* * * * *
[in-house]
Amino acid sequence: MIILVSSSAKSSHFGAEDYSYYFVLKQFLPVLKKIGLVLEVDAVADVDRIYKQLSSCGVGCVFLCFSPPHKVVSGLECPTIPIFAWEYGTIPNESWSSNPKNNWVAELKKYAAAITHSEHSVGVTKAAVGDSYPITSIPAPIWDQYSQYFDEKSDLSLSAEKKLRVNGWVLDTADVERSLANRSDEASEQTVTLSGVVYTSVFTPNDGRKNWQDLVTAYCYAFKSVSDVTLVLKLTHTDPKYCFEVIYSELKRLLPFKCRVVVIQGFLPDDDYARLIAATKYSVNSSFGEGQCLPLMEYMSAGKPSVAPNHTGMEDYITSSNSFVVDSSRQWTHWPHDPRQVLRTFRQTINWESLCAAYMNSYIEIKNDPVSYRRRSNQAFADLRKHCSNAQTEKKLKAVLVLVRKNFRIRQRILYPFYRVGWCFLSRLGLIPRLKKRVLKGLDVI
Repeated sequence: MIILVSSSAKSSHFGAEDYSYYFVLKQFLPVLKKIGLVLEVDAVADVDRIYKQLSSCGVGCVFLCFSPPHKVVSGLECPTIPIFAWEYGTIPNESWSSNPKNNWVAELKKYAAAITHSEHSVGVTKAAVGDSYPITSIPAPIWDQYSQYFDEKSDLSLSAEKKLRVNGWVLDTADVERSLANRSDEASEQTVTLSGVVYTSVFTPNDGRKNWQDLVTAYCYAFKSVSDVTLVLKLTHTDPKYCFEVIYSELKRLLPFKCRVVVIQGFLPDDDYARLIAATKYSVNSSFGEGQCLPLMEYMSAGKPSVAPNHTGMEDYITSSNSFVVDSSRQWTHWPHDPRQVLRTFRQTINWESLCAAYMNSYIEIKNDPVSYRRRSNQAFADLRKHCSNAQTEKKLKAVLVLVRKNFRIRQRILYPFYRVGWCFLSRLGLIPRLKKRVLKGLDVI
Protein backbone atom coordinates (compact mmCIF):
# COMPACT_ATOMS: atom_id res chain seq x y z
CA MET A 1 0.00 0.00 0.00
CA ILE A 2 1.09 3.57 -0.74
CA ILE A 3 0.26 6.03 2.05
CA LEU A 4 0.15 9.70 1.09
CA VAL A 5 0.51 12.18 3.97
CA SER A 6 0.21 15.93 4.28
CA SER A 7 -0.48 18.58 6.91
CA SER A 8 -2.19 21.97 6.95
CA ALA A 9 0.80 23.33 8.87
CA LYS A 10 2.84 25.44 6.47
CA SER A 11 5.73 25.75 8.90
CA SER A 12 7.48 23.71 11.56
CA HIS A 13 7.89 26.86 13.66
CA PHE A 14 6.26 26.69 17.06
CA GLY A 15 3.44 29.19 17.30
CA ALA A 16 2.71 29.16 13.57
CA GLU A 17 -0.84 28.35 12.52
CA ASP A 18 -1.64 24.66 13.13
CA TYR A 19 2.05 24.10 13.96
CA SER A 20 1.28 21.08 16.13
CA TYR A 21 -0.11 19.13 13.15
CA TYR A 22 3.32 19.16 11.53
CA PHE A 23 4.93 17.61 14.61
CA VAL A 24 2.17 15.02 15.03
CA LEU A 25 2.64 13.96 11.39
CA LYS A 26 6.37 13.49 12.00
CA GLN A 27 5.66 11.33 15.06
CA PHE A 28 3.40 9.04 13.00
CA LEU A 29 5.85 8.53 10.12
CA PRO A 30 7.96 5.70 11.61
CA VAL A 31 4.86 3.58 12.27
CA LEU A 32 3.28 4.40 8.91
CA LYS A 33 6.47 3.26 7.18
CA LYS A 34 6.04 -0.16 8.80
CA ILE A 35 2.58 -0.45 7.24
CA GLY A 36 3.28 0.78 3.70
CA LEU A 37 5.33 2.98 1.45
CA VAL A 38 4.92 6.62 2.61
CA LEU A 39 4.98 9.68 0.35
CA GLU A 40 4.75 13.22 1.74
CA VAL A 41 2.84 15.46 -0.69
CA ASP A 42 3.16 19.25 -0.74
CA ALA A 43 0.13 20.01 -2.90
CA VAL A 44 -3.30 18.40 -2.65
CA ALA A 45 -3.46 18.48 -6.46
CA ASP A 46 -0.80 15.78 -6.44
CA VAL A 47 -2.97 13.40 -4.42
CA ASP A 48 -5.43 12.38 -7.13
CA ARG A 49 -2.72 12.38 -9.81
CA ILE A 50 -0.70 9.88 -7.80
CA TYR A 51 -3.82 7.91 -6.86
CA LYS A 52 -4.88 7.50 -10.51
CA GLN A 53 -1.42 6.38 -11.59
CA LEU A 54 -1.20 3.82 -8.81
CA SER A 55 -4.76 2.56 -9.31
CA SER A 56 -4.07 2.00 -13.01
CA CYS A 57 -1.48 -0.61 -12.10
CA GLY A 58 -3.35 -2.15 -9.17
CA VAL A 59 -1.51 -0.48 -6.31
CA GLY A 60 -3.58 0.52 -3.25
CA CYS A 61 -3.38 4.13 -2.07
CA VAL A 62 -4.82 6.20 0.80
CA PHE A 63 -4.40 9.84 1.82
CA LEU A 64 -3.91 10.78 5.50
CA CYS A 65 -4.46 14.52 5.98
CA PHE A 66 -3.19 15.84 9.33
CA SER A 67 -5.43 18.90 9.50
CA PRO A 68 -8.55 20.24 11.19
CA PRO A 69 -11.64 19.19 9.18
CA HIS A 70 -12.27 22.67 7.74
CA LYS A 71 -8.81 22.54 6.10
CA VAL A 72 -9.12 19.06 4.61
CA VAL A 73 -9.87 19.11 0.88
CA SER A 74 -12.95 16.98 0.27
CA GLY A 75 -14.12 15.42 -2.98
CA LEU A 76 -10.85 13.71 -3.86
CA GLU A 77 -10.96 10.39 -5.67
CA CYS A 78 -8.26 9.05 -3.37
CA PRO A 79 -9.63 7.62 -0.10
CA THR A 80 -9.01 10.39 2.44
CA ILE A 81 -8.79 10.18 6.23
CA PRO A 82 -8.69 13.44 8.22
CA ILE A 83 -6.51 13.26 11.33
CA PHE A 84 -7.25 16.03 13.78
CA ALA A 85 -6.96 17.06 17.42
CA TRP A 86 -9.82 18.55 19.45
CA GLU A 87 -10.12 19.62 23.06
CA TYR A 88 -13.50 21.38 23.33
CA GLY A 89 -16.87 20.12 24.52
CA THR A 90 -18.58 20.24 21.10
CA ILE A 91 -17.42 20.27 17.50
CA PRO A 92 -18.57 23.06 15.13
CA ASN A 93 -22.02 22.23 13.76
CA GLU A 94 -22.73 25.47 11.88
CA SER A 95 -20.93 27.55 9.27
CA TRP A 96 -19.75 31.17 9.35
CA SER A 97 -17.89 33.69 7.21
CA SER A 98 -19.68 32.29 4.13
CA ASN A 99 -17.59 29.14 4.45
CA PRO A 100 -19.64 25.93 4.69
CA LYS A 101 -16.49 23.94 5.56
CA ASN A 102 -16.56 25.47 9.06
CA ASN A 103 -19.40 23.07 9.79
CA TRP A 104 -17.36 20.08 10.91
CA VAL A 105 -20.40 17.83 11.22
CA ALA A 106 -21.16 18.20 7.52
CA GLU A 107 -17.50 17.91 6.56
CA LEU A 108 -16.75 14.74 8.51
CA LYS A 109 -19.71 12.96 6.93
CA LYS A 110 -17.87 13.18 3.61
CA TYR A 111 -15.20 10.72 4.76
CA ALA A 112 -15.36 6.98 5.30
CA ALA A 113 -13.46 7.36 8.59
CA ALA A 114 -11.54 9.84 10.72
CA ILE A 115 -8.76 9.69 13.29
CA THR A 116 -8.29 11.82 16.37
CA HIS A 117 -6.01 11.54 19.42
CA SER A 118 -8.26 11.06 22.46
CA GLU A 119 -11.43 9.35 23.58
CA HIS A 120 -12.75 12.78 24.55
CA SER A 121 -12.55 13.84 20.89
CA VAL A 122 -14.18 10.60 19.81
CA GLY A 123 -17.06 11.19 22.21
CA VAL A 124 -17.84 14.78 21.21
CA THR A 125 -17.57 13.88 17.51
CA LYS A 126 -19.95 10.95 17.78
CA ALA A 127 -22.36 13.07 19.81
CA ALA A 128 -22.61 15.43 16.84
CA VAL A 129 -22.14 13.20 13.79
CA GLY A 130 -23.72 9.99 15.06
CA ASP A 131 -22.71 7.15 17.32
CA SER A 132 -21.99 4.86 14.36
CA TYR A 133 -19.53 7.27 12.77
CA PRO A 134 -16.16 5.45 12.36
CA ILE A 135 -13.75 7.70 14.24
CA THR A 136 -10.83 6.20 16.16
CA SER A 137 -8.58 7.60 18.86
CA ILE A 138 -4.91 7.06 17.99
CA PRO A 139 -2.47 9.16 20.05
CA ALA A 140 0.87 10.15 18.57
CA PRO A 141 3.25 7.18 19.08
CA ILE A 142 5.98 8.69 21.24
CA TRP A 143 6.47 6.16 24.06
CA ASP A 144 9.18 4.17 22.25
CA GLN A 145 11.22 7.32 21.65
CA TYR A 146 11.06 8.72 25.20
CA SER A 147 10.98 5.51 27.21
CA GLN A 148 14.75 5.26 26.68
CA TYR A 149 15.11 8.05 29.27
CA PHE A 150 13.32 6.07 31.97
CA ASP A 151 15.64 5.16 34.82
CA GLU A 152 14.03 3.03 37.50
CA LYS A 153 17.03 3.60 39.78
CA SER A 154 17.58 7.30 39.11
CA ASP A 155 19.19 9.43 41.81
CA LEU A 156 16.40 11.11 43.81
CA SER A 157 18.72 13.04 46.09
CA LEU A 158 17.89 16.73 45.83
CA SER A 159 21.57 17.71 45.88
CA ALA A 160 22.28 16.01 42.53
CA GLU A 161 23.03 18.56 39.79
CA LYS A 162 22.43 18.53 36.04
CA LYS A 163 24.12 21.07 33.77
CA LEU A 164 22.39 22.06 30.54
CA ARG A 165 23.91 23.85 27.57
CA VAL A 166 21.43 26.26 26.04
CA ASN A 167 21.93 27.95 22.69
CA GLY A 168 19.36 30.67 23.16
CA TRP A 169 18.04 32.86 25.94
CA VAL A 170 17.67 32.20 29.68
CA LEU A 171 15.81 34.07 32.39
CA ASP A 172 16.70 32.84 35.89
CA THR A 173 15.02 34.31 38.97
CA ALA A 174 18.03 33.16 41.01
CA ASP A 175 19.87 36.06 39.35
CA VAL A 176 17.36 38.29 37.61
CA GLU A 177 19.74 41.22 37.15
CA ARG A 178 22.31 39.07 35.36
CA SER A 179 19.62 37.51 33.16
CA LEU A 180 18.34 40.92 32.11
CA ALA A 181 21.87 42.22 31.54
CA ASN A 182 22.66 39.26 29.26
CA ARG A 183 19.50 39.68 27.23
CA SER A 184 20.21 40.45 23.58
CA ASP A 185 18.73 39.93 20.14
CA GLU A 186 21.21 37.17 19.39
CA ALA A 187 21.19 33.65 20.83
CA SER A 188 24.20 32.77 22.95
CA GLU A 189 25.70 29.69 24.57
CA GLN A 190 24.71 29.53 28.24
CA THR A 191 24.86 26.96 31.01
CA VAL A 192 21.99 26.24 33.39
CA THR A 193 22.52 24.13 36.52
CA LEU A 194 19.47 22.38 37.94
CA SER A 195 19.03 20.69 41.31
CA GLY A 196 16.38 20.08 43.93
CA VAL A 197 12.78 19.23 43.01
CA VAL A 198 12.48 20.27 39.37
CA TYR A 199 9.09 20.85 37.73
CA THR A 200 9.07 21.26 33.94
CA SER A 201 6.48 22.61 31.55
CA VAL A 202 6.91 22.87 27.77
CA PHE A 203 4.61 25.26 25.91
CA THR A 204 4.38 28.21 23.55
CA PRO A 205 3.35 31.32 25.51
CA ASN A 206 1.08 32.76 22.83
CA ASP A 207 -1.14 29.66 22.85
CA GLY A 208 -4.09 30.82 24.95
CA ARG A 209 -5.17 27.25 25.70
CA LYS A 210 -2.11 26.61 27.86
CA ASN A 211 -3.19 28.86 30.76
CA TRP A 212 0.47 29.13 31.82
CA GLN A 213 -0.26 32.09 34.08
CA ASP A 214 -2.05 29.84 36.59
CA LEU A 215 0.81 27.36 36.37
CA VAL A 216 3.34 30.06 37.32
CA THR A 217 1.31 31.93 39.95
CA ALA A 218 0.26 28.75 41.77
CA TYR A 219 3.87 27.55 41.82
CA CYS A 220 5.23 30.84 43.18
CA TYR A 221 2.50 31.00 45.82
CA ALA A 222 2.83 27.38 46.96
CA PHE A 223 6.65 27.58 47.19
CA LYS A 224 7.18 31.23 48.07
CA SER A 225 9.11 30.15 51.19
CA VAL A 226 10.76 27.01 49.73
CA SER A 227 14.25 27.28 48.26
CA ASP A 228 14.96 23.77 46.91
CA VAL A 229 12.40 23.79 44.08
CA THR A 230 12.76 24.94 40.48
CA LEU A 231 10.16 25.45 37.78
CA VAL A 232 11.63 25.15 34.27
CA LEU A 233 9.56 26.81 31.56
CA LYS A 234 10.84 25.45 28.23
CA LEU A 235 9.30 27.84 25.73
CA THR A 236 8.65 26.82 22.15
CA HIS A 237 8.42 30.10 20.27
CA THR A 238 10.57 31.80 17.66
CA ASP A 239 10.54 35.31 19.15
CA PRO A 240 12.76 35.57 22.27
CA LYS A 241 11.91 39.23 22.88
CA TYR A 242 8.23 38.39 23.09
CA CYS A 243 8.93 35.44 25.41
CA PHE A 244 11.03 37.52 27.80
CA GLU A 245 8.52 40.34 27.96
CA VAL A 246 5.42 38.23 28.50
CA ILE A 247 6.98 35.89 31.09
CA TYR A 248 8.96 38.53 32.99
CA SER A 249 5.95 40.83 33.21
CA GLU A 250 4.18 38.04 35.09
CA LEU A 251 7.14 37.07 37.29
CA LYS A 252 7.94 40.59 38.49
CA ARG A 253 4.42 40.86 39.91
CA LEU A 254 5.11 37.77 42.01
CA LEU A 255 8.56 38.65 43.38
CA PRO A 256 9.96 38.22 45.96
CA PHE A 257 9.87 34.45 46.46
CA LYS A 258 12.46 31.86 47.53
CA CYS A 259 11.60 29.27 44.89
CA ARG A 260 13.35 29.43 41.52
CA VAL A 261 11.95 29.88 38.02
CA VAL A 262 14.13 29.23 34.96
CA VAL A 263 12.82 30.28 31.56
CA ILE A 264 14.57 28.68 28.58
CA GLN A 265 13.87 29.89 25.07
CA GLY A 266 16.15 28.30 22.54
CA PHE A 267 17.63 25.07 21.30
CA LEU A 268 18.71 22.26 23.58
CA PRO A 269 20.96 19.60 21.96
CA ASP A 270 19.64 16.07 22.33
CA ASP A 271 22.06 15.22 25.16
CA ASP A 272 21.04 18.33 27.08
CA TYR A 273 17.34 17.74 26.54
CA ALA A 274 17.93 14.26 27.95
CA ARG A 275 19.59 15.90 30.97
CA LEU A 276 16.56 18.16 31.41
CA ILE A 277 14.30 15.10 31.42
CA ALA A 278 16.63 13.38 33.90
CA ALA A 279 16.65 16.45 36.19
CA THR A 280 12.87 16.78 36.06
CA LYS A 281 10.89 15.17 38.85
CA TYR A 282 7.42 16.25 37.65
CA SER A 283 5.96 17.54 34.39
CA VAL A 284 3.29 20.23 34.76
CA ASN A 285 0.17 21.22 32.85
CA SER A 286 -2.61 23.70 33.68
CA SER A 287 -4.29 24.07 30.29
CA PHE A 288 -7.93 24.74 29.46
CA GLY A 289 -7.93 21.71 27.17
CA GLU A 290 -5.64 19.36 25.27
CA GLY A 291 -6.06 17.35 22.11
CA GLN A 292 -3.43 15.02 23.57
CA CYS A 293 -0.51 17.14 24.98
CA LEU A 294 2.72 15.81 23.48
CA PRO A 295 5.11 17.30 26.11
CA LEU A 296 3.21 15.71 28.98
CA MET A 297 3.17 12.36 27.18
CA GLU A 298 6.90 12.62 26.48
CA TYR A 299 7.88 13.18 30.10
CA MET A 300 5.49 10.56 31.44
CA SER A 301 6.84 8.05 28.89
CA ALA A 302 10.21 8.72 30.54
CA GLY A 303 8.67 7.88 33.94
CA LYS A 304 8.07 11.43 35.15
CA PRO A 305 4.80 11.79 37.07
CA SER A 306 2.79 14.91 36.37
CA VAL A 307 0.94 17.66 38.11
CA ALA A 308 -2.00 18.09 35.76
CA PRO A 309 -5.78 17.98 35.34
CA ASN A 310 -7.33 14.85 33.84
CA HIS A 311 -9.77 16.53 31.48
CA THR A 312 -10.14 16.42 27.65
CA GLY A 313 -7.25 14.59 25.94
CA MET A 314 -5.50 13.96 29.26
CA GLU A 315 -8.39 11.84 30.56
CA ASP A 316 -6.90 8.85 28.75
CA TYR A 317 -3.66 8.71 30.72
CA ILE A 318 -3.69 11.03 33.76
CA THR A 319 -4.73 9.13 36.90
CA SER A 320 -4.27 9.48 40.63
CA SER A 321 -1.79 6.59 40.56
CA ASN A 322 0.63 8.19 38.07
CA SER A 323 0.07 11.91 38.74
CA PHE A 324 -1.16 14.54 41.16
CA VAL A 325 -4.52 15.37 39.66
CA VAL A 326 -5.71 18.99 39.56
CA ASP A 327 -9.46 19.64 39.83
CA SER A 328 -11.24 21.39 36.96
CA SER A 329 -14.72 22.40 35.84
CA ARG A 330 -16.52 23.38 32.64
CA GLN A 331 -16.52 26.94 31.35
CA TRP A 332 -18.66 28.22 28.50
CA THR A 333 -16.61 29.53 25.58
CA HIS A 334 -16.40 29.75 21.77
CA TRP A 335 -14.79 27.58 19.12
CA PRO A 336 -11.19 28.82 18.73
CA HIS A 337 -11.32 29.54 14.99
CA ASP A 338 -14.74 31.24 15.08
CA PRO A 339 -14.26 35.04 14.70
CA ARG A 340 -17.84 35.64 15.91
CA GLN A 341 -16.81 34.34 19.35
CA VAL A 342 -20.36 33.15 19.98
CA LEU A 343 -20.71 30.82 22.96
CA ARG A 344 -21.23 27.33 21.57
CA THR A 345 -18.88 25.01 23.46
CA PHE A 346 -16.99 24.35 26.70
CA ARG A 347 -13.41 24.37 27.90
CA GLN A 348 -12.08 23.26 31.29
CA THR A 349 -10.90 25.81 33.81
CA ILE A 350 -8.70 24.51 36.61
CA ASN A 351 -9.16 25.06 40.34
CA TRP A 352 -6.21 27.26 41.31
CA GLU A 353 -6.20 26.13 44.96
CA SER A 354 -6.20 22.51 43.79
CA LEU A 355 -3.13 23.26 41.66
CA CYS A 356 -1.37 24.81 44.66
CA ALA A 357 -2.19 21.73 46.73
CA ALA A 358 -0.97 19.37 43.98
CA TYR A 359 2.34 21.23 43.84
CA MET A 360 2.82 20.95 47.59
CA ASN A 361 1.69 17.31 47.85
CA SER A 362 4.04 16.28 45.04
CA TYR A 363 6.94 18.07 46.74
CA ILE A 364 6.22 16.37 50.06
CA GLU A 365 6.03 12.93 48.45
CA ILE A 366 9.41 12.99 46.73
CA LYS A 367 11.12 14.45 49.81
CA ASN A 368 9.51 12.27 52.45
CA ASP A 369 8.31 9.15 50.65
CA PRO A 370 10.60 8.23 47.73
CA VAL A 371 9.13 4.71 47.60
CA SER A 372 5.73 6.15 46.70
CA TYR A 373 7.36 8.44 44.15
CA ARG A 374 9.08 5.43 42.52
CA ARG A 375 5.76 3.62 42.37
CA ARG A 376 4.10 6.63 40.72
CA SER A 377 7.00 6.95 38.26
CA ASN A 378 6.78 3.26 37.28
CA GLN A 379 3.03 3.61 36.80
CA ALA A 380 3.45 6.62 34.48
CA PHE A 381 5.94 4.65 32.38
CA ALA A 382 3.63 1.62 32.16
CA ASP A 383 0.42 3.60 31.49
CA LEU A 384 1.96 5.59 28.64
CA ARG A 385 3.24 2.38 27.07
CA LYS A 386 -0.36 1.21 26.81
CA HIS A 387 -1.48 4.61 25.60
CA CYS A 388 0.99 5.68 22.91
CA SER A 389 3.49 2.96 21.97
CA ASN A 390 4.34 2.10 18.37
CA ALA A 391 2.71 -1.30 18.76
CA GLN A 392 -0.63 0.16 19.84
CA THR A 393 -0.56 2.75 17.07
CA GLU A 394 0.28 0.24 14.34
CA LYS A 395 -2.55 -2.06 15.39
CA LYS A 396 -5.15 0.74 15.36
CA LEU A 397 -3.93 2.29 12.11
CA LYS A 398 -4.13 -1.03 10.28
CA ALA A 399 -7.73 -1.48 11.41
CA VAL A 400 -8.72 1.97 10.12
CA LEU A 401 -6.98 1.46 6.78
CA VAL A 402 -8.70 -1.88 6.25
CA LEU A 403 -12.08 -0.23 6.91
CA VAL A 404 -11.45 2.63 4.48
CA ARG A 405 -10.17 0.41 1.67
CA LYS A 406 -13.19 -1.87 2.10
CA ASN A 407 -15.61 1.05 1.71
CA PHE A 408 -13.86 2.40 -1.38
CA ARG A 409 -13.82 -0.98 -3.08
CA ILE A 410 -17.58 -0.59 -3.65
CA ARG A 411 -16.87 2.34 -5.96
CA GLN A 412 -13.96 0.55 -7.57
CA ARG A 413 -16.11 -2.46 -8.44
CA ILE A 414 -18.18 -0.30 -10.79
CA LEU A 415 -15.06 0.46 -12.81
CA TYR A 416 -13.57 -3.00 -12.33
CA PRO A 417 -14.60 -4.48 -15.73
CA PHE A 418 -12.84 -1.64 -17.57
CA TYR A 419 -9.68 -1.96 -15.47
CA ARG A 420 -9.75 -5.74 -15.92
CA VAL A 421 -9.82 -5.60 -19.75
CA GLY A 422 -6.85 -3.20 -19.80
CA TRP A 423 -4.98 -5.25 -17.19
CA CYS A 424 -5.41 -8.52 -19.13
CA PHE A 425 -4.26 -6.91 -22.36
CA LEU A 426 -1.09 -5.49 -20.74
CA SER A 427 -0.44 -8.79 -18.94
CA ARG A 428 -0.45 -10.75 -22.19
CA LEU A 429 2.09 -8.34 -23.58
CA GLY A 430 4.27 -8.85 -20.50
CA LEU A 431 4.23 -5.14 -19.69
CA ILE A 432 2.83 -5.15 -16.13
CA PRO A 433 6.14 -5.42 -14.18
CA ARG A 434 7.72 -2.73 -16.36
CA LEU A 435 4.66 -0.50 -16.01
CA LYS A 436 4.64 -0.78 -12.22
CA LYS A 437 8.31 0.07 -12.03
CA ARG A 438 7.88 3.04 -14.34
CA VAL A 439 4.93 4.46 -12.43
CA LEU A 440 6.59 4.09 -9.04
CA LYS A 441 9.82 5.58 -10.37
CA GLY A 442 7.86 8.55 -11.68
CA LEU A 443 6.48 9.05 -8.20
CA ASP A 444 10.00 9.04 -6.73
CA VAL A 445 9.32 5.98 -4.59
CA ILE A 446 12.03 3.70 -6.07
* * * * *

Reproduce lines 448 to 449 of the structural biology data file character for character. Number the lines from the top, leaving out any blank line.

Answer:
CA LEU A 443 6.48 9.05 -8.20
CA ASP A 444 10.00 9.04 -6.73